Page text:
Cover

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Title Page, Copyright

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pp. i-iv

Contents

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pp. v-vi

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A Note on the Text

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pp. vii-x

This volume presents the first publication in English of Story of My Life (originally published in Hebrew as Sippur yamai [1936]), one of three major autobiographical writings by Vladimir (Ze’ev) Jabotinsky. The other works are Story of the Jewish Legion (originally published in Russian as Slovo o polku: Istoriia evreiskogo legiona [1928] and The Five (published in Russian as Piatero [1936])...

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Introduction. Muse and Muscle: Story of My Life and the Invention of Vladimir Jabotinsky

Brian Horowitz

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pp. 1-32

Vladimir Jabotinsky’s autobiography, Story of My Life (1936), was written with a political purpose: to provide the reader with a portrait of a charismatic leader who has acquired his right to lead by virtue of his biography—his family, spiritual origins, and practical experiences.1 In the book Jabotinsky describes his personal development during his childhood and early adult years in Odessa, Rome...

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Story of My Life by Vladimir Jabotinsky

This story is condensed and fragmentary in many respects. First of all, I did not even attempt (except in one or two instances) to describe people with whom my life has brought me in contact, not even people who played a prominent role in the lives of my generation and nation. Because of this, of course, I reduced the scope and the interest of my story, since what is valuable in every autobiography...

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My Origins

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pp. 35-40

My mother was born in Berdichev, about one hundred years ago, the daughter of Meir Zak from a merchant family.1 So far as I know, there are no rabbis or other “spiritual dignitaries” in the history of my family; my sole possible consolation may be that at least my wife’s family is connected to the Maggid of Dubno.2 I never heard any details about my mother’s childhood, but from what...

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Between Childhood and Youth

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pp. 41-47

My birth certificate says: “On October 9th 1880, a son was born to the resident (meshchanin) of Nikopol Yevgeny Jabotinsky, and his wife, Yeva, and was given the name Vladimir.” Three errors: my father’s name is Yona, son of Tzevi; my mother’s, Chava, daughter of Meir; and I was born on the fifth of October, corresponding to the eighteenth according to the Western calendar, verse...

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Bern and Rome

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pp. 48-55

I journeyed by way of Podolia and Galicia in third class, of course, in a train that crept forward very slowly, stopping at every station.44 Day and night, Jews came into the car. Between Razdelnaya and Vienna I heard more Yiddish than I had ever heard before in my life.45 I didn’t understand all of it, but the impression was powerful and painful. In that train I got my first contact with the ghetto; I saw...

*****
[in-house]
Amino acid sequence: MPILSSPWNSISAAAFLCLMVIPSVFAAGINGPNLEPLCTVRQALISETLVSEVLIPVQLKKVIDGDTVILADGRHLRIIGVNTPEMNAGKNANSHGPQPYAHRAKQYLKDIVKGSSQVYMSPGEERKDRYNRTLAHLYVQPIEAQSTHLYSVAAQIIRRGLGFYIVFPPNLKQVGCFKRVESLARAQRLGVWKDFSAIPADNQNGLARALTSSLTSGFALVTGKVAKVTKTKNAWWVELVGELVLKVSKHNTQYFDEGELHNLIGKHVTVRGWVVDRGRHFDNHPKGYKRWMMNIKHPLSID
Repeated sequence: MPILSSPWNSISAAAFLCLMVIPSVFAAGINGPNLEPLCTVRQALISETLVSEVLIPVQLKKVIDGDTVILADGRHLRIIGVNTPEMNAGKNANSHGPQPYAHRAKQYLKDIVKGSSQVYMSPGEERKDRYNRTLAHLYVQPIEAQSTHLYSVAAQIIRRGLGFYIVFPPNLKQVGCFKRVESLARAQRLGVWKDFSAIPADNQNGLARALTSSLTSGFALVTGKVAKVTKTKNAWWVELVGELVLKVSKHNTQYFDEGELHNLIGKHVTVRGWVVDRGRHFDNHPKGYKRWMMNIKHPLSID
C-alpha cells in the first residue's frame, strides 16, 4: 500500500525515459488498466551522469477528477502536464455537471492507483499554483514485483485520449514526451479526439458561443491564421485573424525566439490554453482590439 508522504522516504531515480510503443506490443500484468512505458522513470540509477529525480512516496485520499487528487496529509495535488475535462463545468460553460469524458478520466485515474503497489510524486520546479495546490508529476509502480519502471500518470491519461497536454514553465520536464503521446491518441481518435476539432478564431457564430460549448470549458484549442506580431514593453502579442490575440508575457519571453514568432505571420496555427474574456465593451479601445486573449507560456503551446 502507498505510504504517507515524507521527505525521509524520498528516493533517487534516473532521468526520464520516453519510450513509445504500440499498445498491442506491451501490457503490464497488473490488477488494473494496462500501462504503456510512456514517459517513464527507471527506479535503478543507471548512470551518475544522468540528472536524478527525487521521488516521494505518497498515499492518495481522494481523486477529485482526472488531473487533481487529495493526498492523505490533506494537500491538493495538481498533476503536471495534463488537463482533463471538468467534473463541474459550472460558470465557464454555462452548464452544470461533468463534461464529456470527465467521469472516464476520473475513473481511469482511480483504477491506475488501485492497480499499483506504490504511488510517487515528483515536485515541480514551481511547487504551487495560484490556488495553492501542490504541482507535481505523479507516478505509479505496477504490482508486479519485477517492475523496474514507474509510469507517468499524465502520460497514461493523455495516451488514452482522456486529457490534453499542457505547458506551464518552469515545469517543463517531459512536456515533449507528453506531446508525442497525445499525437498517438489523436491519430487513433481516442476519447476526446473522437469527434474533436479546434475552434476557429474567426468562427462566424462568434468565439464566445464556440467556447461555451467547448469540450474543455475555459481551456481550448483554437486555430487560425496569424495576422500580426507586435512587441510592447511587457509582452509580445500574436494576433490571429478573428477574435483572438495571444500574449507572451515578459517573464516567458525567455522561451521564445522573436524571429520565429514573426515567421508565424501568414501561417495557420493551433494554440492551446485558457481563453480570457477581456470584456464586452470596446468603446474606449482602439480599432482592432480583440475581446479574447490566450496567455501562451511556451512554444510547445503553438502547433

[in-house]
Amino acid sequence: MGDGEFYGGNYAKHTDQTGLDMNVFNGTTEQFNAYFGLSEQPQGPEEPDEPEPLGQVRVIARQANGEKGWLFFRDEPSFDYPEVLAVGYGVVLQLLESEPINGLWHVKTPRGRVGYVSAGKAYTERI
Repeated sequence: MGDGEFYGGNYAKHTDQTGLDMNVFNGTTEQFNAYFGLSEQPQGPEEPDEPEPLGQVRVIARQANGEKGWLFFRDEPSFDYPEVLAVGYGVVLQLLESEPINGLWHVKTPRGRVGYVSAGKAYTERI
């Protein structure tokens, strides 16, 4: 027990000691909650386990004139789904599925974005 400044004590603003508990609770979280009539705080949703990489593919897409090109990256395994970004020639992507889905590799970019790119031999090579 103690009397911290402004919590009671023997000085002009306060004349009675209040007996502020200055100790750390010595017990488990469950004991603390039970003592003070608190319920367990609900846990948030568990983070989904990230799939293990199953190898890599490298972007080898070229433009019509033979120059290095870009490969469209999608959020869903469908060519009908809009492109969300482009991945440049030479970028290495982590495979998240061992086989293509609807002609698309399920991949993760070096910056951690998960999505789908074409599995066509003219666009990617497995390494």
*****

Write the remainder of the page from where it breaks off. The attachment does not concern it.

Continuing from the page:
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Journalist

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pp. 56-63

This new chapter lasted two years, and it was the last transition that led me to Zionist work.
I found that Russia had a new face. Instead of “tedium and longing,” there was a nervous unrest, a general expectancy of something, a mood of spring. During my stay abroad, important events had taken place—the revolutionary parties had come out of the basement, and one or two ministers...

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Kishinev

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pp. 64-67

The beginning of my Zionist activity is connected with two things: the Italian opera and the idea of self-defense.
We always had Italian opera at the Odessa City Theatre during the winter. That winter Armanda degli Abbati was singing.97 She was a friend of my friend Lebedintsev, and he used to come to the theater every evening. Once, during...

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The Congress

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pp. 68-71

A very amusing comedy could be written about my adventures at the congress. First of all, I was not entitled to participate in it, as I was almost a year and a half too young with respect to the legal age for a delegate, and I do not remember who the friendly false witnesses were who attested to my being twenty-four years old; my face was that of a boy, and the official in charge of the delegates’ cards...

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St. Petersburg

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pp. 72-75

What my plans were at that time, at the end of the year 1903, I do not remember. Perhaps, as youth is wont to, I dreamt about conquering the two worlds on whose thresholds I stood: laurels as a Russian writer and the captainship of the Zionist vessel; or maybe I didn’t have any definite plan. I doubt very much in general whether I received from the gods the talent or even the desire to make...